Let me introduce myself. My name is Mark Sisson. I’m 63 years young. I live and work in Malibu, California. In a past life I was a professional marathoner and triathlete. Now my life goal is to help 100 million people get healthy. I started this blog in 2006 to empower people to take full responsibility for their own health and enjoyment of life by investigating, discussing, and critically rethinking everything we’ve assumed to be true about health and wellness...Tell Me More
Today’s awesome guest post is offered up by a good friend to MDA—Ryan Hurst, Co-founder and Head Coach at GMB Fitness. I think it’s the perfect message for late in the work week when so many of us have been at our desks for too long. Enjoy, everyone!
Unfortunately, our hips don’t get as much love as they should nowadays. In our office culture world, most of us have to sit for hours at a time to get our work done. And even with well-meaning inventions such as standing desks and apps that reminds us to move around every so often, it isn’t enough to get us to move our bodies in the many varieties of ways that are possible.
It can be overly simplistic to say that the modern world has stunted our movement abilities and capacities, but it’s an easy contrast to see that spending hours at a desk is significantly different than the same amount of hours walking and foraging.
The necessities of our lives now can make our hips less functional as our hips stiffen and weaken from prolonged sedentary postures.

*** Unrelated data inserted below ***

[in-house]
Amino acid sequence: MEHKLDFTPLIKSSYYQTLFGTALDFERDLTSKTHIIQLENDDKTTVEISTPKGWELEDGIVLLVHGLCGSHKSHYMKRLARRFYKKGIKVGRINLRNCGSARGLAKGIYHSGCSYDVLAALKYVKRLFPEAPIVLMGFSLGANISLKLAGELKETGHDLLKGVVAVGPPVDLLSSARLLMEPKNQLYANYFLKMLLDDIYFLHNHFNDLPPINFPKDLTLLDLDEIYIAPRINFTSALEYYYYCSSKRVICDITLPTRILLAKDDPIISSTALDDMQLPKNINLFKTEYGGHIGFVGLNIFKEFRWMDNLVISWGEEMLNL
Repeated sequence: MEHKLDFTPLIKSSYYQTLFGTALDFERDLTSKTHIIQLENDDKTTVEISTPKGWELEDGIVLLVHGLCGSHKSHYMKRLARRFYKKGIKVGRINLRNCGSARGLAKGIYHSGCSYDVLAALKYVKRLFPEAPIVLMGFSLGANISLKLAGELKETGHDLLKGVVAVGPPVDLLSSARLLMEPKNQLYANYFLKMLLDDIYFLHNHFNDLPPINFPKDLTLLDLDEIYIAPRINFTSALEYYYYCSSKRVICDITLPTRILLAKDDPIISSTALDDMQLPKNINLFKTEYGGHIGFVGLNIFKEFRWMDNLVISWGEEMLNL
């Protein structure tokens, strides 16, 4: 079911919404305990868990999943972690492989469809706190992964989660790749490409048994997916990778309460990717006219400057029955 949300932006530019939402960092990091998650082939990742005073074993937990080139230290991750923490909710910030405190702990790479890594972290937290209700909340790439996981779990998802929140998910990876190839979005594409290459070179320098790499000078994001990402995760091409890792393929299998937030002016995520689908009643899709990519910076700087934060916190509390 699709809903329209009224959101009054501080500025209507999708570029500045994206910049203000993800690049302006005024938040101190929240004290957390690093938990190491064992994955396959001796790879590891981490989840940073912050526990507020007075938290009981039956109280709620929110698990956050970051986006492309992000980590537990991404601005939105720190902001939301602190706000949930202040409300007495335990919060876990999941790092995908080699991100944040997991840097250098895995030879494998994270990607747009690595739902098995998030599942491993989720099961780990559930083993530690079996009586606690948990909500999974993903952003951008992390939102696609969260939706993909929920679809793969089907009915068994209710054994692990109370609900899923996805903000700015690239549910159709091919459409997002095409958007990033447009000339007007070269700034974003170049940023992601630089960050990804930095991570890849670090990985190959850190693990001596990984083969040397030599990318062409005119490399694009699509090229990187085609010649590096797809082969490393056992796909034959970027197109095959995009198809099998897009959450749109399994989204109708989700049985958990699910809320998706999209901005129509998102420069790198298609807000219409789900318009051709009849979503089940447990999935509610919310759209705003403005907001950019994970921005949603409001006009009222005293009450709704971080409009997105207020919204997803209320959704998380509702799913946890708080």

This is not ideal for us!
Luckily, we can remedy these issues and either restore what we’ve lost, or even better, prevent losses of function from happening in the first place. We just need to spend a bit of time each day limbering up our hips in all of their ranges of motion.
The following series of 8 hip stretches hit the major muscles that are tight on most people.
The key to practicing the sequence for maximum benefit is to use a steady and gentle intensity and progression.
One of the important things to know about stretching in general is that most of the gains you achieve are from simply training the muscles to better tolerate the stretched positions. It’s just as much about practicing as any other skill. You learn to relax, and your muscles ease off from that natural tendency to hold tight.
With practice, you are working on convincing your body that nothing bad is going to happen in these new stretched out positions. That’s why slow and easy and controlled is better.
The sequence we’ll use for these stretches is as follows:
These are the exercises in this hip mobility sequence, with the key points of each one to help you get the most out of them.
This exercise starts the sequence as an easy first movement to warm-up and build toward the rest of the series.
Be aware of any tightness or soreness on the outside of your knees in this one. If you experience any of this, move the rotating leg so it’s resting higher up on the shin.
In the same position as the first exercise, cross the leg further, then shift your hips fully to the other side, pulling your knee up to the opposite shoulder.
Remember to go gently into and out of the stretch, and use a little pressure from your hands to resist against the muscles you want to stretch. In this case, it’s the piriformis and other hip rotators.
This classic stretch is very useful for the groin muscles, and for improving hip rotation to the side. Pay close attention to your back and keep it straight and upright as you move through the stretch.